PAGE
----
Junior Steer Champion Auction builds on legacy for youth
CALGARY – The Calgary Stampede is 100 years old. Meanwhile, the Stampede’s UFA Steer Classic seems to get younger by the minute.
That’s because of initiatives such as the Junior Steer Champion Auction. Introduced last year as a new element of the UFA Steer Classic, it’s already planted an educational seed that’s expected to sprout into perpetual post-secondary scholarship opportunities for young exhibitors.
“Youth is a major component of a lot of programs at the Stampede. And the most logical and beneficial way of supporting youth, in our minds, is with further education,” says Stampede director Dave Sibbald. “By establishing the Junior Steer Champion Auction, we’re aligning ourselves with some of the fundamental pillars that the Stampede stands for. We could buy this or build that, but the organization believes that education, fundamentally, will provide the greatest legacy.”
The second annual Junior Steer Champion Auction will be held immediately following the 30th annual UFA Steer Classic under the Big Top on Saturday, July 14, with the grand champion and the reserve champion animals from the Junior Class going under the auctioneer’s gavel. Once again, a $3,000 post-secondary scholarship will be awarded to the owner of the Junior Class grand champion, while the reserve champion’s owner will receive a $2,000 post-secondary scholarship.
Last year’s inaugural Junior Steer Champion Auction raised just over $21,000 to begin building a self-sustaining scholarship fund.
Due in large part to the introduction of the Junior Steer Champion Auction, exhibitors in the Junior Class made up nearly a quarter of the total entries in the 2011 UFA Steer Classic — and Sibbald believes those numbers will continue to rise. “We’ll probably see an increase of 15 to 20 per cent. And that may even be low, based on the fact that junior involvement in regional shows has risen dramatically this year,” he says.
Exhibitors in the UFA Steer Classic’s Junior Class are aged anywhere from 9 to 20, and “our ultimate goal is to see every youth who competes at our show earn a scholarship,” he adds. “In terms of agriculture, directly, if someone were to compete at the Stampede for eight to 10 years, and be somewhat successful, these kids would have a substantial portion of their (post-secondary) education costs paid for before they even go.
“None of these things — whether it’s the Calgary Stampede Show Band, the Young Canadians, or agriculture — are cheap for parents. There are major costs involved. If, at the end of it, we can have a pool of education money for the kids, I think that’s a very nice legacy.”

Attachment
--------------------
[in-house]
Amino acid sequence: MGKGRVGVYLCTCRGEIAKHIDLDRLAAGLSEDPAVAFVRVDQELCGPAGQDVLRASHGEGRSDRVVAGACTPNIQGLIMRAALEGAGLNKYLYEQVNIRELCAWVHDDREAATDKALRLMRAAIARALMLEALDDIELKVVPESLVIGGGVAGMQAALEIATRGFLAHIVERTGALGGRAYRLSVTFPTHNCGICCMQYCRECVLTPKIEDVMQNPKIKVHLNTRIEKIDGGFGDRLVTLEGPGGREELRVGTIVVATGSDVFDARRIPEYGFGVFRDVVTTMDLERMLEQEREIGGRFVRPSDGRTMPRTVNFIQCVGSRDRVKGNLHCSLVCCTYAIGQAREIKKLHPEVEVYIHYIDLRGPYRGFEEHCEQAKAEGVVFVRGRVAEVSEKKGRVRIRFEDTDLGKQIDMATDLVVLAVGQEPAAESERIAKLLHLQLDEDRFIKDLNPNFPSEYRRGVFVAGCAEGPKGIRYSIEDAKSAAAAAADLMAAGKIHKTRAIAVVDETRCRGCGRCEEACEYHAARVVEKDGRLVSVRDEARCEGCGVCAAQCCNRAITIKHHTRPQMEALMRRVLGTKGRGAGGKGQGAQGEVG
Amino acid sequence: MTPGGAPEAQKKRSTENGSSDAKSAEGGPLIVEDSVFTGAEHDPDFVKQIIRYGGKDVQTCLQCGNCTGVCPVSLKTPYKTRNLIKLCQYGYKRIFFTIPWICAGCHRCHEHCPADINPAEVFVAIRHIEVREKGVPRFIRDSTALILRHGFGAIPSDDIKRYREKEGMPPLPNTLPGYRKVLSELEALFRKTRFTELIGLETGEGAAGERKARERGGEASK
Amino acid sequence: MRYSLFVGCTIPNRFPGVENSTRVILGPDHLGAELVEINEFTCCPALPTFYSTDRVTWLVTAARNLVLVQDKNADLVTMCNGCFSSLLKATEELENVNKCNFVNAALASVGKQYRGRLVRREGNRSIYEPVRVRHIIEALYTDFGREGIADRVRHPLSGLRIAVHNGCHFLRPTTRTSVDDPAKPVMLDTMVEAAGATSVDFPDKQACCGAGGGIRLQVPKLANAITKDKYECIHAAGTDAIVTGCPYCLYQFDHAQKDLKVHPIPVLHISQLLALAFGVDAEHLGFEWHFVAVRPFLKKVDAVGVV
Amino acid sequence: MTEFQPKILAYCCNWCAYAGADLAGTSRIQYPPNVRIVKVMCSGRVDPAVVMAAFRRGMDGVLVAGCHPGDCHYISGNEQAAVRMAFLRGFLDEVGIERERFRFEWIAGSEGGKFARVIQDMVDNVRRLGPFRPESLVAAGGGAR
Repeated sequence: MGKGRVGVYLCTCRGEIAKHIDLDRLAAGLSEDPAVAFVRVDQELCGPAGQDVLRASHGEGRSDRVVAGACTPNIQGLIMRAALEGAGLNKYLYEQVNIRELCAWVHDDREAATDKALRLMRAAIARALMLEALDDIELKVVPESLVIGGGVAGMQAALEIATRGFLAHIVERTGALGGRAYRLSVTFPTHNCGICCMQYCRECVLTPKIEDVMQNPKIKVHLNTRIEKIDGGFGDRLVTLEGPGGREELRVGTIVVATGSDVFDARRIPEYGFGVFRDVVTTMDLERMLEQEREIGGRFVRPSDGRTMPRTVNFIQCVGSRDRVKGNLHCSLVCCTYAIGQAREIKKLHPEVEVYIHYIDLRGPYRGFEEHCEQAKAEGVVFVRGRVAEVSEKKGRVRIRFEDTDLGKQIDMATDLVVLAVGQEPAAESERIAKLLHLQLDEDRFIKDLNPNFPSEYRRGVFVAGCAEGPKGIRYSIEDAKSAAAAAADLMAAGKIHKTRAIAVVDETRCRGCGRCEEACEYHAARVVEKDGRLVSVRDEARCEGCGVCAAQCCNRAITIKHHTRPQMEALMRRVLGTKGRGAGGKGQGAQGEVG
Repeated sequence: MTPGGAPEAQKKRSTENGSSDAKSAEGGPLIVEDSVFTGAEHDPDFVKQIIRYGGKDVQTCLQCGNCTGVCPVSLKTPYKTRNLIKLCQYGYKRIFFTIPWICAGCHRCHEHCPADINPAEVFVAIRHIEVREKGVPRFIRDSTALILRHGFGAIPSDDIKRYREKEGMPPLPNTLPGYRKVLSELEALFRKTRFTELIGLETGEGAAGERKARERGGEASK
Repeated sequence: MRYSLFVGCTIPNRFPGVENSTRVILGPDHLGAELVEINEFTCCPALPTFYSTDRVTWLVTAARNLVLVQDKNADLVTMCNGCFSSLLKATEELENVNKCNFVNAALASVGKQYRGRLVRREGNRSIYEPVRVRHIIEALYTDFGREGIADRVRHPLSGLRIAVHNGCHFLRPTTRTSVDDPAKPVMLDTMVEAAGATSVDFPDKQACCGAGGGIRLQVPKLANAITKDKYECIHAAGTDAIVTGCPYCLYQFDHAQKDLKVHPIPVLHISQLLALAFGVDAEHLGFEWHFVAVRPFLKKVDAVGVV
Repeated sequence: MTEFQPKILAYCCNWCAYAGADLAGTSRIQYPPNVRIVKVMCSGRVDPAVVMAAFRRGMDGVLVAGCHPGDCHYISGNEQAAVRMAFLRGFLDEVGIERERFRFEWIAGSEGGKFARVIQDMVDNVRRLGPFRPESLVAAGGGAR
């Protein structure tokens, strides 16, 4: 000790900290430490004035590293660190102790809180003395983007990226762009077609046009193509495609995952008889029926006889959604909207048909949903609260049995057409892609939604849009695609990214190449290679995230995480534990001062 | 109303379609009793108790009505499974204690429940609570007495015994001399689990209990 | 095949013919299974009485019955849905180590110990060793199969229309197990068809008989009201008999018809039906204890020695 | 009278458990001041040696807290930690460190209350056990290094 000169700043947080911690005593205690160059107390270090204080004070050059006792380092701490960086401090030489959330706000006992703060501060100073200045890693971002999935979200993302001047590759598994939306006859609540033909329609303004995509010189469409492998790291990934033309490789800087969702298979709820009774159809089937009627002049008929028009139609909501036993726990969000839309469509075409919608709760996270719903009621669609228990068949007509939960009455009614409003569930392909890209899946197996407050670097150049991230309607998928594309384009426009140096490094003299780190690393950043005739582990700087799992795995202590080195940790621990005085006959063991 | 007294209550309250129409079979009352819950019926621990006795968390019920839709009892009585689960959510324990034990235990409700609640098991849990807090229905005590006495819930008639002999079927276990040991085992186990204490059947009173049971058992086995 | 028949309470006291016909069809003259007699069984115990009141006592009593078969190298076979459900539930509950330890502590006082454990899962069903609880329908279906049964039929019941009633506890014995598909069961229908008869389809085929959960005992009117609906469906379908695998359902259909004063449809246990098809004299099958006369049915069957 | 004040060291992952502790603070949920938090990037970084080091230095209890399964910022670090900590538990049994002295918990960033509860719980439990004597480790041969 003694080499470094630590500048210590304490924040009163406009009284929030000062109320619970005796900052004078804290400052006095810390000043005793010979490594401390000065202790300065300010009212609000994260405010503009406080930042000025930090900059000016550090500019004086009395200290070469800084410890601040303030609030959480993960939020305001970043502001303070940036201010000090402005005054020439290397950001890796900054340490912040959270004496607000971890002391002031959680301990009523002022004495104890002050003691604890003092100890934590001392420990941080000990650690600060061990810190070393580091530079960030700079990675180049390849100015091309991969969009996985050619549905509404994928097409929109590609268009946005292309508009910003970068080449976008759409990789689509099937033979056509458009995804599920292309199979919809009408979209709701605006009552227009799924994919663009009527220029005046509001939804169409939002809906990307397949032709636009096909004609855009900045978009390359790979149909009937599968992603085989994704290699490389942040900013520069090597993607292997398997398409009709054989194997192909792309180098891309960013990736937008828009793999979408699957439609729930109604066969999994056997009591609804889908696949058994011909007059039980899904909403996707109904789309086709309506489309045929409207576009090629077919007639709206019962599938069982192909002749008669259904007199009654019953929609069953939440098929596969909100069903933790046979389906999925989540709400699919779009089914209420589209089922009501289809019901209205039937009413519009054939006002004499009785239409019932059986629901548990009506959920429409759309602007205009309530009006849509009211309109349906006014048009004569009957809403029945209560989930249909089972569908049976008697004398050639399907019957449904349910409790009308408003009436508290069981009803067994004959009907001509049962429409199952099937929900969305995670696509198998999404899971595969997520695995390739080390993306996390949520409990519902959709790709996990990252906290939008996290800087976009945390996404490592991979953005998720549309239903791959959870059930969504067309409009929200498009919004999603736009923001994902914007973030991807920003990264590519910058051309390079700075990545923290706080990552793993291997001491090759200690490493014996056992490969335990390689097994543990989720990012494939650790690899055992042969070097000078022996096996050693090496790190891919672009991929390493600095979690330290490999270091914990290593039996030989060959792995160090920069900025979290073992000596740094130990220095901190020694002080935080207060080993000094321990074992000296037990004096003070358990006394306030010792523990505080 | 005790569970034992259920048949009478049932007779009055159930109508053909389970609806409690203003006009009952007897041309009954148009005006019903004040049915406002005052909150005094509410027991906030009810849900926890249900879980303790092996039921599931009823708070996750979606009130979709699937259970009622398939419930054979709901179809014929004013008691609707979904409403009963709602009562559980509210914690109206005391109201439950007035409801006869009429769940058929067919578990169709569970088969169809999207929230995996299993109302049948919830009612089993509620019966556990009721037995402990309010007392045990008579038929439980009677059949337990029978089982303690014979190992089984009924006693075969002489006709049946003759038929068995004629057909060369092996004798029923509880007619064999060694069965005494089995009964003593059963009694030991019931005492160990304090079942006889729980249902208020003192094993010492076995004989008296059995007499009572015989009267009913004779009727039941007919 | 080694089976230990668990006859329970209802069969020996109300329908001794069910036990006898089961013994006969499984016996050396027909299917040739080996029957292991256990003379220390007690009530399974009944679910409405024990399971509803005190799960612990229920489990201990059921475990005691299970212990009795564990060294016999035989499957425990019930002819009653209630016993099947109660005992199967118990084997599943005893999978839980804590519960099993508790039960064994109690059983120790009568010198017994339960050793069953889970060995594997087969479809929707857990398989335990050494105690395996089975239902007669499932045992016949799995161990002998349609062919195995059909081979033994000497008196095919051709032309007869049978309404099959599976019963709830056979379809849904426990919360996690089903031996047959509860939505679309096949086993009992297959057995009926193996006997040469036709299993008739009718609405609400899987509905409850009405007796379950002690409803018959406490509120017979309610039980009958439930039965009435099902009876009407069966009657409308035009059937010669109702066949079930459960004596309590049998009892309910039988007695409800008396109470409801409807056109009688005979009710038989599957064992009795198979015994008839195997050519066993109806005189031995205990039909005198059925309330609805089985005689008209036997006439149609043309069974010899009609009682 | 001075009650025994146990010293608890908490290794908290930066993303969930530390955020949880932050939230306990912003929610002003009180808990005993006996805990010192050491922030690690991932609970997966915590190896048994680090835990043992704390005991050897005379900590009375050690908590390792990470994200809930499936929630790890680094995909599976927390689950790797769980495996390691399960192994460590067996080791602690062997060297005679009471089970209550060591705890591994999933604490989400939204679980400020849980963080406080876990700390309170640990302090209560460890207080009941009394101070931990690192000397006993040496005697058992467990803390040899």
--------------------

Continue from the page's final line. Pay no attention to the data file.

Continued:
The UFA Steer Classic, meanwhile, is already the richest steer show in Canada — and it’ll dangle even more prize money this summer, thanks to sponsorship from the Canadian Hereford Association.
The owner of the grand champion at the UFA Steer Classic, the culmination of the regional steer-show season, will again collect a cheque for $11,000 — that’s $10,000 for best-in-show status, plus another $1,000 for best-of-breed honours. But should a Hereford take overall honours, the steer’s owner is in for a massive windfall — because victory in the Hereford class is worth a cool $10,000 on its own.
The Canadian Hereford Association has put up that big cash prize in recognition of the World Hereford Conference, which returns to Alberta this summer for the first time in 36 years. “This is a very big year for us,” says Gordon Stephenson, general manager of the Canadian Hereford Association. “The last time the World Hereford Conference was held in Canada was 1976 . . . and we won’t have it in Canada again during my lifetime, that’s for sure. So we wanted to make sure we put on a very special celebration.”
An estimated six hundred delegates from 17 countries will arrive in Calgary on Friday, July 13 for the 16th World Hereford Conference, and an international technical conference will be held Saturday, July 14 at the BMO Centre’s Palomino Room. After the Stampede wraps up, the World Hereford Conference will carry on with a Junior Bonanza Cattle Show on Monday, July 16, the National Hereford Show on Tuesday, July 17, and Rancher Day on Wednesday, July 18. All three events will be held at the Olds Agricultural Society.
“To make this a particularly memorable event, we’re highlighting a couple of aspects which I don’t believe have been part of past World Hereford Conferences,” says Stephenson. “We’re putting a lot of emphasis on a junior program (highlighted by the Junior Bonanza Cattle Show), and we’re also hosting a pen show on Rancher Day . . . we’re inviting as many Western Canadian commercial producers as want to attend.”
The 30th annual UFA Steer Classic will begin at 2:30 p.m. on Saturday, July 14 under the Big Top. For the second straight season, a Jackpot Heifer Show will follow the next day — with this year’s edition slated for Sunday, July 15 at 11 a.m. in the Northern Lights Arena.
The Stampede will be webcasting all events being held in the Scotiabank Saddledome and the Big Top this year. Visit http://ag.calgarystampede.com/saddledome-ustream for live streaming of Saddledome action, and http://ag.calgarystampede.com/big-top-ustream for events under the Big Top.
Groundbreaking will soon begin on one of the most significant infrastructure projects in Stampede history — the Agrium Western Event Centre, which will be the largest facility of its kind in Canada upon completion. For details and artistic renderings of this magnificent 150,000-square-foot agriculture showcase and competition venue, scheduled for completion in 2014, visit http://corporate.calgarystampede.com/about/park-development/agrium-western-event-centre/
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